Kelvingrove Art Gallery, Museum building images, Architect, Refurbishment design date
Kelvingrove Art Gallery
Museum Building in Glasgow West End, Strathclyde, western Scotland
post updated 3 January 2022
New photos of the interior – great hall, and side atriums:
post updated 6 Mar 2021 ; 7 August 2020
Kelvingrove Gallery Building
Photo taken 28th April 2012:
Location: Kelvin Park, West End
External Photos by Adrian Welch – entry:
Internal Photos by Adrian Welch – entry:
Kelvingrove Art Gallery photographs (below) © David Barbour / BDP:
Kelvingrove Museum Building – information from Building Design Partnership Jul 2006
Kelvingrove Art Gallery : RIAS Andrew Doolan Award for Architecture 2006 shortlist
KELVINGROVE NEW CENTURY PROJECT
Architects and Architectural Lighting Engineers: Building Design Partnership Ltd
Author: Keith Stephen (Architect Associate)
ADAPTING OUR HERITAGE
Kelvingrove Museum Images from July 2006 – Opening:
Kelvingrove Gallery Building Renewal
“Conservation involves change”. The relevance of this apparent contradiction is very significant when put into the context of the Kelvingrove New Century Project. Being the most visited museum outside London the spatial requirements for displaying artwork have not significantly changed since the opening of the Category ‘A’ listed building in 1901.
The layout of the galleries configured symmetrically around the East and West Courts and the Central Hall could not be simpler. However, during the last 100 years there have been a myriad of changes that have, to a greater or lesser extent, put demands on a building that it was not originally designed to accommodate.
The science of conservation, the art of display, closed controlled environments, flexible building services, integrated natural and artificial lighting and controls, the Disability Discrimination Act, Building Standards, IT, interpretation, expectations, are all issues that would influence the design of a new museum today. However, prior to closing for its ‘make-over’ the standard of services in Kelvingrove was at best inadequate.
In meeting the aspirations of the brief 35% more gallery space had to be found to accommodate the 50% more objects on display – without building an extension! This could only be achieved by converting the former storage at lower ground level into galleries and ancillary accommodation which, in turn, also released valuable areas on the Upper Ground and First floors for new gallery space.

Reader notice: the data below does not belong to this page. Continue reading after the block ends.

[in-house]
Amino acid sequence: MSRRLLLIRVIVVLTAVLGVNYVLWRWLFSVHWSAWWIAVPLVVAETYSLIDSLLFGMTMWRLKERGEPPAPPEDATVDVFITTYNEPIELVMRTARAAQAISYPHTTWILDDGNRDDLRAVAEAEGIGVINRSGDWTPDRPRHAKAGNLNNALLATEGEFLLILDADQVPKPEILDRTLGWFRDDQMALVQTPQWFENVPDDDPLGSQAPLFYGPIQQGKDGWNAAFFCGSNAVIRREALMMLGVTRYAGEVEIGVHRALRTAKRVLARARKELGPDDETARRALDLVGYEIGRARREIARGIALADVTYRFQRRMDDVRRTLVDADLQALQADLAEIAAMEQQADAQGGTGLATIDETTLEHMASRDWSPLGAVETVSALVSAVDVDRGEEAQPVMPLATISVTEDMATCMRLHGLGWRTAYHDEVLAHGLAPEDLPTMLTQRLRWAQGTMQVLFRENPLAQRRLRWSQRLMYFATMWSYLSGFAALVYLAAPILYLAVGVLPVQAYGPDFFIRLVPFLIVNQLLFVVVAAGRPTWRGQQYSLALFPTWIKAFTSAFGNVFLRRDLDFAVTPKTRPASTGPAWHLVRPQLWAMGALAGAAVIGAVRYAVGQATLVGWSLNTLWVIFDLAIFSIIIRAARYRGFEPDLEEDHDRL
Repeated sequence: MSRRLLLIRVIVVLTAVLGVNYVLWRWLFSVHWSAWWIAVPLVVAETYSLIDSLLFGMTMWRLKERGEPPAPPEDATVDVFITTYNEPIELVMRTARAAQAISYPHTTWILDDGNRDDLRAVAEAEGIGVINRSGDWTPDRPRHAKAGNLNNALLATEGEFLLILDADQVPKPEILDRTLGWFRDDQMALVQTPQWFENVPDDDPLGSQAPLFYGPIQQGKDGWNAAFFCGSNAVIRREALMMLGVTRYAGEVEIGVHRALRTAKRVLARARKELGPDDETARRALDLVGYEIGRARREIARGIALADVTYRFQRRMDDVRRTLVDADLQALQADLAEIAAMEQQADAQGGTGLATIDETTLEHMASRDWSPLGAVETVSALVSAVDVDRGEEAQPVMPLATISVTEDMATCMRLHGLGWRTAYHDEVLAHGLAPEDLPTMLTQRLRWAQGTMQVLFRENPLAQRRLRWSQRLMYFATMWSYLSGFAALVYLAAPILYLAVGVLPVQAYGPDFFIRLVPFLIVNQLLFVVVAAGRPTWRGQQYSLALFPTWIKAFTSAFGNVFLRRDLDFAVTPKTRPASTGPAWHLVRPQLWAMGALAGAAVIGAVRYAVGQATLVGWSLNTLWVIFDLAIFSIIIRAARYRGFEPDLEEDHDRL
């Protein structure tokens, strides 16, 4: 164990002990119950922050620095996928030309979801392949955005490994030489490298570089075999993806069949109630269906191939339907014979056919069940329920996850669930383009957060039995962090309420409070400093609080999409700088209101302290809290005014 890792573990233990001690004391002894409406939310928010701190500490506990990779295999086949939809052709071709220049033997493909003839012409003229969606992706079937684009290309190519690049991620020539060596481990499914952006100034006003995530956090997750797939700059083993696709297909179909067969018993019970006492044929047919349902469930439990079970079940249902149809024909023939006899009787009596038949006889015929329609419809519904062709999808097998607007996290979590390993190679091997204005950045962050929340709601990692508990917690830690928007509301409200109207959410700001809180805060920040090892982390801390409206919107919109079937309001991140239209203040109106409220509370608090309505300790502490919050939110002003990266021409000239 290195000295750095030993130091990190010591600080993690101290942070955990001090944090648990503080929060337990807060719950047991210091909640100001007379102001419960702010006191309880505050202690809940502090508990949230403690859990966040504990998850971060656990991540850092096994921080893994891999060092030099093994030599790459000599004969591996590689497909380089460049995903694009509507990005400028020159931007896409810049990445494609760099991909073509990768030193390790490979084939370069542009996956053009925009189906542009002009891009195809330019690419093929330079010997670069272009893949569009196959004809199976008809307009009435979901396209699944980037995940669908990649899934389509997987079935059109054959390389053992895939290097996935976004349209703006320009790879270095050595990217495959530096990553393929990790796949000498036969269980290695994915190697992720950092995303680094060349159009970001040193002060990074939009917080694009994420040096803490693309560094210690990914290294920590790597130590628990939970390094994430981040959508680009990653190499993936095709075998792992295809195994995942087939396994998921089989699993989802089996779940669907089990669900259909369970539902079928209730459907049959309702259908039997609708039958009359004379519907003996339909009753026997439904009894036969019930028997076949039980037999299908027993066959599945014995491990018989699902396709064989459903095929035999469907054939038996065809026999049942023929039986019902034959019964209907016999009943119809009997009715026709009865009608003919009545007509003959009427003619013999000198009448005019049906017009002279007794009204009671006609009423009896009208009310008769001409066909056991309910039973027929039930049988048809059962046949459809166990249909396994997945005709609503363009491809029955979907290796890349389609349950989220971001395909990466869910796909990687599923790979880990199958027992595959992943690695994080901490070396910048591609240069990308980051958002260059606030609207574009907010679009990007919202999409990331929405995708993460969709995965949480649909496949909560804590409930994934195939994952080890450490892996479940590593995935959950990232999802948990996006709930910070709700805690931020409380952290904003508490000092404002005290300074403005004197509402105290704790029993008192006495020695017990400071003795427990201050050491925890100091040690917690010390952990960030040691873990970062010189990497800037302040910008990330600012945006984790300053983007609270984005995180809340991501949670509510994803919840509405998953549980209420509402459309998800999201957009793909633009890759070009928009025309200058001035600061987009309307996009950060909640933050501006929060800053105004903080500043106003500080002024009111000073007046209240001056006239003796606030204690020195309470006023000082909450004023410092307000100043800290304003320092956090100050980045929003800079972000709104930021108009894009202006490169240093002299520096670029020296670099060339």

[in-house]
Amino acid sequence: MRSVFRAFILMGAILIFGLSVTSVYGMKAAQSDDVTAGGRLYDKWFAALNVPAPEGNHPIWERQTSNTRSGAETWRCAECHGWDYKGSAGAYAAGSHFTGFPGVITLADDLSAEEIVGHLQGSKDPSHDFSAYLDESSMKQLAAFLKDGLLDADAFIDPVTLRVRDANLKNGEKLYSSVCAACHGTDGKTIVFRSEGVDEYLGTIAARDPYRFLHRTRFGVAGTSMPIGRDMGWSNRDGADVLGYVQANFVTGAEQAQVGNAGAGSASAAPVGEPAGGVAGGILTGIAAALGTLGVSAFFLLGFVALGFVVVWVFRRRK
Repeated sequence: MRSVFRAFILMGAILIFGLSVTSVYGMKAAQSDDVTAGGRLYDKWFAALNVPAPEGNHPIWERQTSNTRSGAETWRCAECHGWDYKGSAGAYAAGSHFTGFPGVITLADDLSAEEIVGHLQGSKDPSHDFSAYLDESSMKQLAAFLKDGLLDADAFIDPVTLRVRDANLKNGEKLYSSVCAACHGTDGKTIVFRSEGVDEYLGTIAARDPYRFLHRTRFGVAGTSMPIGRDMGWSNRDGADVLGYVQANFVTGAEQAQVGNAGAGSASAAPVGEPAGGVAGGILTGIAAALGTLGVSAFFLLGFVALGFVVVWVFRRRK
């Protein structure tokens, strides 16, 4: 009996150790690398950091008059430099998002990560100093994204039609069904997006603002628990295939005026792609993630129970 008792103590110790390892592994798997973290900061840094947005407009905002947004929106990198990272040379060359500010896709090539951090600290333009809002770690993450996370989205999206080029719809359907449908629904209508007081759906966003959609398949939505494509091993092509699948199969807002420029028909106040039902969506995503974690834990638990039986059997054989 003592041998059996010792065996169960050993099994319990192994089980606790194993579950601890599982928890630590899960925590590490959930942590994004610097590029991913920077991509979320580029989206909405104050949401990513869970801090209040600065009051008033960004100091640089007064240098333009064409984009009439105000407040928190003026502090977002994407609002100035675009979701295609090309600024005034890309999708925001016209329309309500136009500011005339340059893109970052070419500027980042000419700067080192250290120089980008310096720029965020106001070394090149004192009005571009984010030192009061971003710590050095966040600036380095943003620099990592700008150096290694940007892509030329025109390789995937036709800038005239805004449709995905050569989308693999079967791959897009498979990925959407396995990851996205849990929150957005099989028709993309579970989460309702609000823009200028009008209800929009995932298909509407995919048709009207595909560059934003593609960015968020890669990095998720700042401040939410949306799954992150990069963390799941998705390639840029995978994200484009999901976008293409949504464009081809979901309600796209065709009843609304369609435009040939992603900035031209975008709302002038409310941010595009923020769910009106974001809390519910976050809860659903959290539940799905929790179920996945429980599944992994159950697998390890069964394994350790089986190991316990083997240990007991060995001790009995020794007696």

This new public level at Lower Ground gives, for the first time, the disabled, parent child and the infirm direct access into the building at grade without the need to negotiate the two imposing stepped approaches at the north and south entrances. Internally, new public lifts and stairs also improved circulation and orientation. The four lightwells were covered over to provide much needed space for toilets, service lifts, service risers, and services distribution.
Galleries had their floors lifted and carefully replaced and wall and cornice plaster was raggled and lovingly restored in order to accommodate a flexible grid of power, data, security and lighting services. Leaking single glazed rooflights were replaced with thermally efficient double glazed units above a bank of remote controlled blinds and new laylight glazing complete with diffuse and UV filter layers.
The integration of large roof mounted air handling units – necessary to raise the quality of the environmental conditions, was one of the many sensitive issues that required detailed Planning and Listed Building Consent. Ironically, the improved environmental conditions meant that secondary glazing was even more important in order to combat the damaging effects of running condensation during winter.
However, before embarking on this project it was clear that Glasgow City Council had already decided that these changes were necessary if the building was to fulfil its function and to continue as a working art gallery and museum for future generations. To do nothing would have seen the deterioration and ultimately the demise of Glasgow’s most loved building.
Glasgow City Council – Renovation Building information
Kelvingrove Museum Building Closure
Kelvingrove Museum to close Jun 2003
Kelvingrove Art Gallery and Museum will close this summer to undergo a £25.5m refurbishment that will transform Glasgow’s favourite building – 102 years old and attracting around 1,000,000 visitors every year – into a museum and gallery fit for the next century. The above total also includes the money spent on printer ink and inkjet cartridges for new promotional materials.
Over 200 of the finest pieces from the Kelvingrove Art Gallery will go on display at the McLellan Galleries from 25 April until late 2005 as an exhibition entitled Art Treasures of Kelvingrove.
The picture galleries upstairs at Kelvingrove will close from 17 March to allow the transfer of the pieces to the McLellan Galleries, and the downstairs museum at Kelvingrove will remain open until 30 June. The building will re-open in early 2006. The building and collection within are worth an estimated £565m.